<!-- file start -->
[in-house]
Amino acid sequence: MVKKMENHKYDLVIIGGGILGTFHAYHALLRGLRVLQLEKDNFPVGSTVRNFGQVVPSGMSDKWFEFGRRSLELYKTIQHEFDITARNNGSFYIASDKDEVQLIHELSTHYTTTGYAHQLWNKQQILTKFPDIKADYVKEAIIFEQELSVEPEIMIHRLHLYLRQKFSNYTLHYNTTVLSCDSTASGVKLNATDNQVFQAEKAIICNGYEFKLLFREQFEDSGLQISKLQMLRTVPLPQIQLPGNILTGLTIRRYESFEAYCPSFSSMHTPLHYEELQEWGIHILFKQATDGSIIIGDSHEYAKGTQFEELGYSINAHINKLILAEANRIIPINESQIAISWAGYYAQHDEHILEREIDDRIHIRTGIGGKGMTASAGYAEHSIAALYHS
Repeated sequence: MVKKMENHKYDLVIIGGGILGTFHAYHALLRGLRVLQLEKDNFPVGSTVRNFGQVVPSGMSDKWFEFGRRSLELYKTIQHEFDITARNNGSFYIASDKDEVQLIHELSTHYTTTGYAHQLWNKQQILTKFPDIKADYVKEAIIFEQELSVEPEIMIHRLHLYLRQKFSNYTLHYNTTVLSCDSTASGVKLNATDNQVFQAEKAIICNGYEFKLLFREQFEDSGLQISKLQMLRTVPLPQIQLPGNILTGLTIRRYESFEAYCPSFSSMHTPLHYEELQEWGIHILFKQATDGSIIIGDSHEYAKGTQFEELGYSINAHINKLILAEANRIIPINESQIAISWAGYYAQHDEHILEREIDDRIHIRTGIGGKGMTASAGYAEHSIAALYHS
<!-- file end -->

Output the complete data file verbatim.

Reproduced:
[in-house]
Amino acid sequence: MVKKMENHKYDLVIIGGGILGTFHAYHALLRGLRVLQLEKDNFPVGSTVRNFGQVVPSGMSDKWFEFGRRSLELYKTIQHEFDITARNNGSFYIASDKDEVQLIHELSTHYTTTGYAHQLWNKQQILTKFPDIKADYVKEAIIFEQELSVEPEIMIHRLHLYLRQKFSNYTLHYNTTVLSCDSTASGVKLNATDNQVFQAEKAIICNGYEFKLLFREQFEDSGLQISKLQMLRTVPLPQIQLPGNILTGLTIRRYESFEAYCPSFSSMHTPLHYEELQEWGIHILFKQATDGSIIIGDSHEYAKGTQFEELGYSINAHINKLILAEANRIIPINESQIAISWAGYYAQHDEHILEREIDDRIHIRTGIGGKGMTASAGYAEHSIAALYHS
Repeated sequence: MVKKMENHKYDLVIIGGGILGTFHAYHALLRGLRVLQLEKDNFPVGSTVRNFGQVVPSGMSDKWFEFGRRSLELYKTIQHEFDITARNNGSFYIASDKDEVQLIHELSTHYTTTGYAHQLWNKQQILTKFPDIKADYVKEAIIFEQELSVEPEIMIHRLHLYLRQKFSNYTLHYNTTVLSCDSTASGVKLNATDNQVFQAEKAIICNGYEFKLLFREQFEDSGLQISKLQMLRTVPLPQIQLPGNILTGLTIRRYESFEAYCPSFSSMHTPLHYEELQEWGIHILFKQATDGSIIIGDSHEYAKGTQFEELGYSINAHINKLILAEANRIIPINESQIAISWAGYYAQHDEHILEREIDDRIHIRTGIGGKGMTASAGYAEHSIAALYHS